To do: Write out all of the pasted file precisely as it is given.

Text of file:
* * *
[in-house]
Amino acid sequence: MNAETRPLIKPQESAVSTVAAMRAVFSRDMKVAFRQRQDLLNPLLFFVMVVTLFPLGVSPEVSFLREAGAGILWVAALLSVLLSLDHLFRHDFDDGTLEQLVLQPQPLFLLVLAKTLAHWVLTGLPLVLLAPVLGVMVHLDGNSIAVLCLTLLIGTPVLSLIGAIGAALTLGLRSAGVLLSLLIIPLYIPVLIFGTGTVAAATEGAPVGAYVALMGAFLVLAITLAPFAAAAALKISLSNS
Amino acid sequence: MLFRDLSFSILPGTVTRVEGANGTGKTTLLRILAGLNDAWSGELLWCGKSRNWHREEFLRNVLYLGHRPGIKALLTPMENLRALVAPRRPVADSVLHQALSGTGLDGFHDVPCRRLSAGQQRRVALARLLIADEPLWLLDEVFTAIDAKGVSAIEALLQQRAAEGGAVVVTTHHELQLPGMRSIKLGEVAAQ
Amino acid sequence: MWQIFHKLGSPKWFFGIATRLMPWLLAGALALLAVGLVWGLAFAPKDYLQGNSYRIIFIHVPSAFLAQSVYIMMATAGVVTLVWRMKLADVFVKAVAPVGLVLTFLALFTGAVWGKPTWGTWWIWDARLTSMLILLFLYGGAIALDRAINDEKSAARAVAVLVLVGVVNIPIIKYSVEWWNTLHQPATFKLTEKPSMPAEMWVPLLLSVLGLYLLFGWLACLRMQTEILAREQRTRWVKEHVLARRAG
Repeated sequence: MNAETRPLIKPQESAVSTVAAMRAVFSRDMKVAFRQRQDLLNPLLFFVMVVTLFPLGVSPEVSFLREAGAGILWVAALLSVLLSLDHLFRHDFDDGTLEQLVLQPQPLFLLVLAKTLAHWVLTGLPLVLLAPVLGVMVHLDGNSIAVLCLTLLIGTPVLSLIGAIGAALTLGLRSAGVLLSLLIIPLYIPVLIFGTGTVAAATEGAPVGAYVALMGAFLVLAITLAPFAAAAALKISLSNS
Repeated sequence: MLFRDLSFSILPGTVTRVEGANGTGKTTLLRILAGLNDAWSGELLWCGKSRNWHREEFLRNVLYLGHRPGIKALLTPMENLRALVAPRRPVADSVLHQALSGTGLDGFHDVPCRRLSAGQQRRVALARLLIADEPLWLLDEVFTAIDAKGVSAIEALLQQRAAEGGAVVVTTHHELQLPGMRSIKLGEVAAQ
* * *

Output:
[in-house]
Amino acid sequence: MNAETRPLIKPQESAVSTVAAMRAVFSRDMKVAFRQRQDLLNPLLFFVMVVTLFPLGVSPEVSFLREAGAGILWVAALLSVLLSLDHLFRHDFDDGTLEQLVLQPQPLFLLVLAKTLAHWVLTGLPLVLLAPVLGVMVHLDGNSIAVLCLTLLIGTPVLSLIGAIGAALTLGLRSAGVLLSLLIIPLYIPVLIFGTGTVAAATEGAPVGAYVALMGAFLVLAITLAPFAAAAALKISLSNS
Amino acid sequence: MLFRDLSFSILPGTVTRVEGANGTGKTTLLRILAGLNDAWSGELLWCGKSRNWHREEFLRNVLYLGHRPGIKALLTPMENLRALVAPRRPVADSVLHQALSGTGLDGFHDVPCRRLSAGQQRRVALARLLIADEPLWLLDEVFTAIDAKGVSAIEALLQQRAAEGGAVVVTTHHELQLPGMRSIKLGEVAAQ
Amino acid sequence: MWQIFHKLGSPKWFFGIATRLMPWLLAGALALLAVGLVWGLAFAPKDYLQGNSYRIIFIHVPSAFLAQSVYIMMATAGVVTLVWRMKLADVFVKAVAPVGLVLTFLALFTGAVWGKPTWGTWWIWDARLTSMLILLFLYGGAIALDRAINDEKSAARAVAVLVLVGVVNIPIIKYSVEWWNTLHQPATFKLTEKPSMPAEMWVPLLLSVLGLYLLFGWLACLRMQTEILAREQRTRWVKEHVLARRAG
Repeated sequence: MNAETRPLIKPQESAVSTVAAMRAVFSRDMKVAFRQRQDLLNPLLFFVMVVTLFPLGVSPEVSFLREAGAGILWVAALLSVLLSLDHLFRHDFDDGTLEQLVLQPQPLFLLVLAKTLAHWVLTGLPLVLLAPVLGVMVHLDGNSIAVLCLTLLIGTPVLSLIGAIGAALTLGLRSAGVLLSLLIIPLYIPVLIFGTGTVAAATEGAPVGAYVALMGAFLVLAITLAPFAAAAALKISLSNS
Repeated sequence: MLFRDLSFSILPGTVTRVEGANGTGKTTLLRILAGLNDAWSGELLWCGKSRNWHREEFLRNVLYLGHRPGIKALLTPMENLRALVAPRRPVADSVLHQALSGTGLDGFHDVPCRRLSAGQQRRVALARLLIADEPLWLLDEVFTAIDAKGVSAIEALLQQRAAEGGAVVVTTHHELQLPGMRSIKLGEVAAQ